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EDITIONS
Tuesday, 10 December, 2002, 22:10 GMT
Choice for SEC chief praised
Nominee to head the SEC William Donaldson (left) and US President George W Bush
Mr Bush's pick to head the SEC has vast business skills

Given his broad range of experience and his distinguished career on Wall Street, the choice of William Donaldson to lead the embattled Securities and Exchange Commission (SEC) is viewed by many analysts to be a stroke of genius.


The president has probably picked a guy who will be generally well received

Michael Shaub,
St. Mary's University
At age 71, Mr Donaldson can claim to have founded his own successful investment-banking firm, served a stellar term as the leader of nation's premier stock exchange and established a prestigious business programme at an Ivy League school.

His was the second nomination in as many days to a high post in the Bush administration designed to send a message to the American public in general and Wall Street in particular that the president takes economic issues seriously.

On Monday, Mr Bush announced John Snow would take the top spot at the Treasury Department, following last week's ousting of Paul O'Neill.

"[The president] loves to pick leaders and CEOs for these roles, as he did yesterday when he picked Snow," says Michael Shaub, accounting professor at St. Mary's University in San Antonio, Texas.

'Strong leader'

Mr Shaub believes congressional Democrats will embrace the choice of Mr Donaldson as will SEC board member Harvey Goldschmid, who battled with outgoing SEC chief Harvey Pitt over his choice for chairman to head the accounting oversight board.


He is someone... with a blameless, clean record

John Coffee,
New York University

"The president has probably picked a guy who will be generally well received," Mr Shaub told BBC News Online.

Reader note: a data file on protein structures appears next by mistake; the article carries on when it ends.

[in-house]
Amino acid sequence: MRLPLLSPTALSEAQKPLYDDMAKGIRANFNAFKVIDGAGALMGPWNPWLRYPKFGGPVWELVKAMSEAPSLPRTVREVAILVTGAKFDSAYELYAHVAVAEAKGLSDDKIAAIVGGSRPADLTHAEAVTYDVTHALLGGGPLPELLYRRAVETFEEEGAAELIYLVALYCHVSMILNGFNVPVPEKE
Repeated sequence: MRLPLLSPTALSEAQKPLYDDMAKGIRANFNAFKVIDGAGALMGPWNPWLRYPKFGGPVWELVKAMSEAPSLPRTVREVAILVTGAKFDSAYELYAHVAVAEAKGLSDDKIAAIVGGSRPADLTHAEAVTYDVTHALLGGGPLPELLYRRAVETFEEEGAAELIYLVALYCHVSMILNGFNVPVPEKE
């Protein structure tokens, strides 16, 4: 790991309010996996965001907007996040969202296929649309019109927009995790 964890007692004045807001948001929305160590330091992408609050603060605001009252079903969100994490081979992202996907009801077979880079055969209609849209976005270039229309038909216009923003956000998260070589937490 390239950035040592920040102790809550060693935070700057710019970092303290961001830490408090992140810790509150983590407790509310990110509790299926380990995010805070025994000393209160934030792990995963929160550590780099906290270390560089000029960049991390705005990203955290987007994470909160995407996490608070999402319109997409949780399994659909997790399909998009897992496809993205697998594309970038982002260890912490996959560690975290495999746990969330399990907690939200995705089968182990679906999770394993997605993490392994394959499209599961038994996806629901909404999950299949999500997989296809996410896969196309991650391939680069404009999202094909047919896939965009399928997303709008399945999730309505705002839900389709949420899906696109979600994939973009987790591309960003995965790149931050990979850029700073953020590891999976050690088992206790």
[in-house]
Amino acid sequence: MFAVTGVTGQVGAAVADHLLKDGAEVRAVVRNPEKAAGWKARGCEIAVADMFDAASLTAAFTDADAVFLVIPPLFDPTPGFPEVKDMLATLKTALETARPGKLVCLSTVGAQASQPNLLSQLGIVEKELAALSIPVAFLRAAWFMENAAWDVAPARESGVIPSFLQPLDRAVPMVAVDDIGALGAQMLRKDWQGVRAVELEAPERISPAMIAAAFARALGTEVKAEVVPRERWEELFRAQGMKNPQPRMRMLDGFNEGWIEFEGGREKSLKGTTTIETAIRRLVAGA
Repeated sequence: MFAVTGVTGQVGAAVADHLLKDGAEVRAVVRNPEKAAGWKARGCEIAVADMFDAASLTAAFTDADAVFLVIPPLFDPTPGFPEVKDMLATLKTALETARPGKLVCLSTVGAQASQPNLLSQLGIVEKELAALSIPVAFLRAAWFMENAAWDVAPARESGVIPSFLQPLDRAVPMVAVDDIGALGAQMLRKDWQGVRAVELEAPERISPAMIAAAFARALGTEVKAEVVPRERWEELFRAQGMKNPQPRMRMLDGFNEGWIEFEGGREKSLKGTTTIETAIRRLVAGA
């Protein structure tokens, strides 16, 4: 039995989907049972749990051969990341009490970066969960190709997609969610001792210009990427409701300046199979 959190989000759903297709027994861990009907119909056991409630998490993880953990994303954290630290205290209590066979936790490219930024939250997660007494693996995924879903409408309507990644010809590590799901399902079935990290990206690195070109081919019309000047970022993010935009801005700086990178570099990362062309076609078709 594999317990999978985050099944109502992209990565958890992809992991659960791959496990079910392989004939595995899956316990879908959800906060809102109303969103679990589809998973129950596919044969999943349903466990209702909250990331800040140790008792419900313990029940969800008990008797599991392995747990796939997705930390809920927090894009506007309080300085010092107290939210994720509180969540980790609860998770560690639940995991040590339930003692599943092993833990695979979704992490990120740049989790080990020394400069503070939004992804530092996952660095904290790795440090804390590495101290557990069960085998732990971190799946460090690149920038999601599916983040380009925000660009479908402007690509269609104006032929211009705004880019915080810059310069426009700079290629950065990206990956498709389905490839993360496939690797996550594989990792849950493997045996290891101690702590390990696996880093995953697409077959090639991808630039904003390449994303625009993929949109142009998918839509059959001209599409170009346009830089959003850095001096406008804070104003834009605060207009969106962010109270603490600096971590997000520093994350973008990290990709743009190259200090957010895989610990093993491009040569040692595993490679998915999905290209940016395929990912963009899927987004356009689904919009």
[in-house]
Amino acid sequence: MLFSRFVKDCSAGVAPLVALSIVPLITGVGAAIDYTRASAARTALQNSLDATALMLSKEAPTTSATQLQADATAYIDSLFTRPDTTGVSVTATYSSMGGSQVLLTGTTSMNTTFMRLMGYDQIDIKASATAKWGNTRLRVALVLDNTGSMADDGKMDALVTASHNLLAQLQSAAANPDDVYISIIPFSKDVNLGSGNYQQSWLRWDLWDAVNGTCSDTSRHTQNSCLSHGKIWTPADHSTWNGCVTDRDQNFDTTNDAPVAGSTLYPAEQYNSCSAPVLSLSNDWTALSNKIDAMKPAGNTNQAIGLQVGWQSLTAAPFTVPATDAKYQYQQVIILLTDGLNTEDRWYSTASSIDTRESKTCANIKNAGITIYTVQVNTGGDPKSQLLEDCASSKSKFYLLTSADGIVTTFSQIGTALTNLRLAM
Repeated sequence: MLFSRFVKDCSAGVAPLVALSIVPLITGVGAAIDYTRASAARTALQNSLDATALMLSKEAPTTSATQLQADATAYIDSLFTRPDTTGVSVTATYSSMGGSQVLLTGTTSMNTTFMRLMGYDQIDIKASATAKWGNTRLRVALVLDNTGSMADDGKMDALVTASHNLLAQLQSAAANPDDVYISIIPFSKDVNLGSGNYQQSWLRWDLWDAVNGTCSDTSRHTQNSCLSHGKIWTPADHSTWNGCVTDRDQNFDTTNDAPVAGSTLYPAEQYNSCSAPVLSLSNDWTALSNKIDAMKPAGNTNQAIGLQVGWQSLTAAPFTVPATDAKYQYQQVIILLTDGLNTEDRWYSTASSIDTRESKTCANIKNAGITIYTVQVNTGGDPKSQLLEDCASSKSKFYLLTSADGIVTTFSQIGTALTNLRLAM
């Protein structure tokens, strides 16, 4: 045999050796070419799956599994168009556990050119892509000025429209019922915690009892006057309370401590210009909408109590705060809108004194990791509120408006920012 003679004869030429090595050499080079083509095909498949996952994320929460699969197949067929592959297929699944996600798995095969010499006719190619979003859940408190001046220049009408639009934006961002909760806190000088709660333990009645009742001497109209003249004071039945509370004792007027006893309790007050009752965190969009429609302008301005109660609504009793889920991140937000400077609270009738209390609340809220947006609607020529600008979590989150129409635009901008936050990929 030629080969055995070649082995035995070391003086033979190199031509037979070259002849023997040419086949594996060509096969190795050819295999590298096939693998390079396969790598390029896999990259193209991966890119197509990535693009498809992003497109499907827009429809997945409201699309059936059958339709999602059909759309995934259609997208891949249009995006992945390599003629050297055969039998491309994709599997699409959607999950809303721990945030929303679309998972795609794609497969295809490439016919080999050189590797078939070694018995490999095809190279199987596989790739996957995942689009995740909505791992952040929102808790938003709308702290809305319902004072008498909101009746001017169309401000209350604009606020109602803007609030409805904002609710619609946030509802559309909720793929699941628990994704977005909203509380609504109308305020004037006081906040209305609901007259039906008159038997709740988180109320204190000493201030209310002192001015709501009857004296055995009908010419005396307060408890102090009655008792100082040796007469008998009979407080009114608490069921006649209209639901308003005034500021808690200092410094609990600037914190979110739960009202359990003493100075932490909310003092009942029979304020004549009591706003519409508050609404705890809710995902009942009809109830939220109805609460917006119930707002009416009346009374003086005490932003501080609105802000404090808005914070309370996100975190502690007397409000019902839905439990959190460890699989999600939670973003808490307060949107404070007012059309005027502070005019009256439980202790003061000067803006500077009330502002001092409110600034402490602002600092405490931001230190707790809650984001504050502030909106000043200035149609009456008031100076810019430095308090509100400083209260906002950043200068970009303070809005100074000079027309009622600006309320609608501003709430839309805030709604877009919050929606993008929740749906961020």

Like the new Treasury nominee, Mr Donaldson has an extensive resume in business.

Mr Donaldson helped found investment-bank Donaldson, Lufkin and Jenrette, served as chairman of the New York Stock Exchange and insurance-giant Aetna, and founded Yale University's Graduate School of Management.

Squeaky clean

In making the announcement on Tuesday, the president said Mr Donaldson would be "a strong leader with a clear mission to vigorously enforce our nation's laws against corporate corruption".

Mr Donaldson comes from a special category the Bush administration trusts, says John Coffee, law professor at New York University, referring to the White House predilection for choosing captains of industry and finance.

"He is someone - both as a founder of a broker/dealer firm and as a very effective leader of it and the New York Stock Exchange - with a blameless, clean record," Mr Coffee told BBC News Online.

"The White House seems to want people who have been chief executive officers, even if they don't have quite the same regulatory experience or inside knowledge of the institution they're going to run."

Daunting challenges

Despite his stellar record of achievement, Mr Donaldson faces formidable challenges in reshaping an agency reeling from numerous accounting scandals and internal dissension.


He's going to be stepping into an agenda... that has already been established by Congress

Paul Maco,
Vinson & Elkins
It was amid such rancour that Mr Pitt resigned on 5 November, following a dispute over his choice to lead the agency's accounting-industry oversight board.

The challenges facing Mr Donaldson are daunting.

They include implementing the sweeping Sarbanes-Oxley Act, which calls for substantial change in the way in which corporations do business.

One thing in his favour is that he does not have to set agenda, says Paul Maco, a partner at law-firm Vinson & Elkins and a former SEC attorney.

"He's going to be stepping into an agenda... that has already been established by Congress through Sarbanes-Oxley," Mr Maco says.

The Sarbanes-Oxley Act, signed into law by President Bush last summer, calls for a number of fundamental reforms that include the establishment of a group to oversee the accounting industry.

Skill and talent

Nevertheless, analysts are somewhat concerned the administration seems to repeatedly dip from the same gene pool.

"Long-term it's a concern if Mr Bush is picking yes men," says Mr Shaub.

Nevertheless, chief executives become leaders in the business world precisely because of their leadership skills and their ability to run institutions.

In other words, on paper Mr Donaldson appears the right man for the job.

"There's no question with New York Stock Exchange experience he's got the substance and the qualifications to do this," says Mr Shaub.


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See also:

10 Dec 02 | Business
09 Dec 02 | Business
09 Dec 02 | Business
06 Nov 02 | Business
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